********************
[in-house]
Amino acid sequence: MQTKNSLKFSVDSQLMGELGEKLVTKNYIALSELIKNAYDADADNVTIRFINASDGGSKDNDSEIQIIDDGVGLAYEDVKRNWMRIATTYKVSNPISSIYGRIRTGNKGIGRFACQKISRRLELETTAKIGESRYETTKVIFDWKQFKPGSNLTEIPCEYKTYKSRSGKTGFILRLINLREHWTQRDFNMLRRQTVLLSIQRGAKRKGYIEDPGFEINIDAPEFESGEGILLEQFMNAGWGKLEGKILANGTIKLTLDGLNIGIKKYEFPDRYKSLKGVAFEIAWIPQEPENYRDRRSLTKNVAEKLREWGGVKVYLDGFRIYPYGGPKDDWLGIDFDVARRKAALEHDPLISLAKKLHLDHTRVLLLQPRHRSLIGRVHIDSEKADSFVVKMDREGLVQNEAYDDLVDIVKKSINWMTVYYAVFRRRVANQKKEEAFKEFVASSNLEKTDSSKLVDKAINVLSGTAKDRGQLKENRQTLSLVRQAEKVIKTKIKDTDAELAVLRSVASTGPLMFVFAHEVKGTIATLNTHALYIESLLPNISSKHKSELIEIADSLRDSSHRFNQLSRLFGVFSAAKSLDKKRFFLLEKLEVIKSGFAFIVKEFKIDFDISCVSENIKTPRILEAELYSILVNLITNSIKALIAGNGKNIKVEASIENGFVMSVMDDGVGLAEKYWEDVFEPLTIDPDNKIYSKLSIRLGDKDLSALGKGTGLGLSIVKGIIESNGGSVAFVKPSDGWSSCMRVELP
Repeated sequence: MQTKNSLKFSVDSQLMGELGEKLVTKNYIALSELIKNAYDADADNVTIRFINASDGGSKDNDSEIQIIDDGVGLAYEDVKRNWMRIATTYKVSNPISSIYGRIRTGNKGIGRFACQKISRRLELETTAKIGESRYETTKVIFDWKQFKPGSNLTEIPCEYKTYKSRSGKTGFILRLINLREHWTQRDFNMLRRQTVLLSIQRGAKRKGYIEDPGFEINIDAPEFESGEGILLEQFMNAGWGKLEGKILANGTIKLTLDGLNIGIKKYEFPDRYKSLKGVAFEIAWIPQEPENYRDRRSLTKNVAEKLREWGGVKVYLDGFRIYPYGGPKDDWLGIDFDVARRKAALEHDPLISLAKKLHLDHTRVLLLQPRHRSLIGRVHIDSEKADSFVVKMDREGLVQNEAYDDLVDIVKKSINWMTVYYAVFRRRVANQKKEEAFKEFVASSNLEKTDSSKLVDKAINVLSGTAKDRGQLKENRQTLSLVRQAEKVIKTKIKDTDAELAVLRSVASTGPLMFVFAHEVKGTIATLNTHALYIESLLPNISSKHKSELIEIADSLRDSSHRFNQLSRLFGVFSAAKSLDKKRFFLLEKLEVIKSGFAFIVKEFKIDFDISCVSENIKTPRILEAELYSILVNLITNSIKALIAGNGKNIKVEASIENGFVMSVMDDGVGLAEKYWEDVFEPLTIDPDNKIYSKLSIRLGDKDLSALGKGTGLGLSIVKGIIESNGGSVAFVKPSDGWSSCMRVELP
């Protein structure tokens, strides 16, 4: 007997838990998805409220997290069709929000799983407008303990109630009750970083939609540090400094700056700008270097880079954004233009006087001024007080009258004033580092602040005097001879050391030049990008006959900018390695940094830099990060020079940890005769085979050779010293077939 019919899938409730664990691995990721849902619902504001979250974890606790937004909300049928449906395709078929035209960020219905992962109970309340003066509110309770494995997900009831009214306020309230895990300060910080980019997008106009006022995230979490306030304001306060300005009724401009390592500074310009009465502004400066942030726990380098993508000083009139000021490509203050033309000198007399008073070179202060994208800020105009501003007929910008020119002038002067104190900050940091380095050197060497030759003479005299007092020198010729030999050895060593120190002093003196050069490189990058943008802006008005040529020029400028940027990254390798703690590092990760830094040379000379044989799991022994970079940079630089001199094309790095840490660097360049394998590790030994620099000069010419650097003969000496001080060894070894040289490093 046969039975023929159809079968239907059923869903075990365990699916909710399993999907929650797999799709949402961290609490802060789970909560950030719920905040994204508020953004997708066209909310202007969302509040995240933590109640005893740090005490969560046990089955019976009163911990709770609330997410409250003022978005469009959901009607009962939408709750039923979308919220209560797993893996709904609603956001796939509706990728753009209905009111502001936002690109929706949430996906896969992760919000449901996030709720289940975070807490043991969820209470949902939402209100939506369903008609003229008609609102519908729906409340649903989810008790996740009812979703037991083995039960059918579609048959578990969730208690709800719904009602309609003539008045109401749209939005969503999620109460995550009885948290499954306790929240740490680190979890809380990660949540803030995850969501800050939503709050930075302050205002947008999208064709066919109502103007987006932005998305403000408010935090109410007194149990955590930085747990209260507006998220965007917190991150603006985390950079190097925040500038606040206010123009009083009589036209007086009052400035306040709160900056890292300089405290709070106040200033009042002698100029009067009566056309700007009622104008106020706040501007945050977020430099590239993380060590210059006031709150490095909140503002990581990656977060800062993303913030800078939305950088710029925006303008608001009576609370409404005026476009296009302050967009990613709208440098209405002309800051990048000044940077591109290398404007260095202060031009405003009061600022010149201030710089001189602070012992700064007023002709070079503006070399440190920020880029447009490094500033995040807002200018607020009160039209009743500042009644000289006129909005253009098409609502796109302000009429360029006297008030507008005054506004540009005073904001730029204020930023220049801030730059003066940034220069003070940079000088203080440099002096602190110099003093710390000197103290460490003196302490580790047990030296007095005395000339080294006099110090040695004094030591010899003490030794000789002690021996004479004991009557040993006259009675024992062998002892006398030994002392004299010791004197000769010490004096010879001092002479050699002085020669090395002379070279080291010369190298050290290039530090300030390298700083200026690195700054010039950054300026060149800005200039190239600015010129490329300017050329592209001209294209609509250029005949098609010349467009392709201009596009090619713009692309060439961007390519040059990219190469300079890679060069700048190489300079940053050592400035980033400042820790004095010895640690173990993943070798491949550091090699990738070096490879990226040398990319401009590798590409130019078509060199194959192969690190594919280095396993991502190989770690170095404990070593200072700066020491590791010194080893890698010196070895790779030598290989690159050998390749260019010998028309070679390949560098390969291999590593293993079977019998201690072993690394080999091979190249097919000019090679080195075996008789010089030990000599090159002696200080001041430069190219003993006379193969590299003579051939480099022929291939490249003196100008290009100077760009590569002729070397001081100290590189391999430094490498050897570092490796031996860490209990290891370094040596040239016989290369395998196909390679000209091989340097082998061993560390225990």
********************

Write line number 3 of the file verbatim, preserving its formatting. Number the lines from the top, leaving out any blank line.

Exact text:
Repeated sequence: MQTKNSLKFSVDSQLMGELGEKLVTKNYIALSELIKNAYDADADNVTIRFINASDGGSKDNDSEIQIIDDGVGLAYEDVKRNWMRIATTYKVSNPISSIYGRIRTGNKGIGRFACQKISRRLELETTAKIGESRYETTKVIFDWKQFKPGSNLTEIPCEYKTYKSRSGKTGFILRLINLREHWTQRDFNMLRRQTVLLSIQRGAKRKGYIEDPGFEINIDAPEFESGEGILLEQFMNAGWGKLEGKILANGTIKLTLDGLNIGIKKYEFPDRYKSLKGVAFEIAWIPQEPENYRDRRSLTKNVAEKLREWGGVKVYLDGFRIYPYGGPKDDWLGIDFDVARRKAALEHDPLISLAKKLHLDHTRVLLLQPRHRSLIGRVHIDSEKADSFVVKMDREGLVQNEAYDDLVDIVKKSINWMTVYYAVFRRRVANQKKEEAFKEFVASSNLEKTDSSKLVDKAINVLSGTAKDRGQLKENRQTLSLVRQAEKVIKTKIKDTDAELAVLRSVASTGPLMFVFAHEVKGTIATLNTHALYIESLLPNISSKHKSELIEIADSLRDSSHRFNQLSRLFGVFSAAKSLDKKRFFLLEKLEVIKSGFAFIVKEFKIDFDISCVSENIKTPRILEAELYSILVNLITNSIKALIAGNGKNIKVEASIENGFVMSVMDDGVGLAEKYWEDVFEPLTIDPDNKIYSKLSIRLGDKDLSALGKGTGLGLSIVKGIIESNGGSVAFVKPSDGWSSCMRVELP